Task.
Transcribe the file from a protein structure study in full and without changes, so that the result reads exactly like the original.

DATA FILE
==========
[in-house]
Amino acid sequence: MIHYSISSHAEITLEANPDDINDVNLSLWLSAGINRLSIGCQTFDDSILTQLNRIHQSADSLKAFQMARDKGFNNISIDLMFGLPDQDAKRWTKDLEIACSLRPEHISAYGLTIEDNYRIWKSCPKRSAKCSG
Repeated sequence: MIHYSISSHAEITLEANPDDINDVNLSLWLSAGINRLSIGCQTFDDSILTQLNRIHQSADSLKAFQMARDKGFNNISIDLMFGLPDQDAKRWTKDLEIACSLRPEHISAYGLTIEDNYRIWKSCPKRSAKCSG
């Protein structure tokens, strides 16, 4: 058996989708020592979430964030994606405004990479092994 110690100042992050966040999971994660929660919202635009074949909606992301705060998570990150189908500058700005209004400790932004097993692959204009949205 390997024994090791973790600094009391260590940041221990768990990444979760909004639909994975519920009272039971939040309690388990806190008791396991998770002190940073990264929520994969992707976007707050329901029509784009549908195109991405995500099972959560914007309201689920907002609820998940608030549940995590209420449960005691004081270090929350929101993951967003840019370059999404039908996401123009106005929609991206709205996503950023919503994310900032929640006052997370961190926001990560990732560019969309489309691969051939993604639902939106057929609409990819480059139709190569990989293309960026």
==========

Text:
[in-house]
Amino acid sequence: MIHYSISSHAEITLEANPDDINDVNLSLWLSAGINRLSIGCQTFDDSILTQLNRIHQSADSLKAFQMARDKGFNNISIDLMFGLPDQDAKRWTKDLEIACSLRPEHISAYGLTIEDNYRIWKSCPKRSAKCSG
Repeated sequence: MIHYSISSHAEITLEANPDDINDVNLSLWLSAGINRLSIGCQTFDDSILTQLNRIHQSADSLKAFQMARDKGFNNISIDLMFGLPDQDAKRWTKDLEIACSLRPEHISAYGLTIEDNYRIWKSCPKRSAKCSG
């Protein structure tokens, strides 16, 4: 058996989708020592979430964030994606405004990479092994 110690100042992050966040999971994660929660919202635009074949909606992301705060998570990150189908500058700005209004400790932004097993692959204009949205 390997024994090791973790600094009391260590940041221990768990990444979760909004639909994975519920009272039971939040309690388990806190008791396991998770002190940073990264929520994969992707976007707050329901029509784009549908195109991405995500099972959560914007309201689920907002609820998940608030549940995590209420449960005691004081270090929350929101993951967003840019370059999404039908996401123009106005929609991206709205996503950023919503994310900032929640006052997370961190926001990560990732560019969309489309691969051939993604639902939106057929609409990819480059139709190569990989293309960026």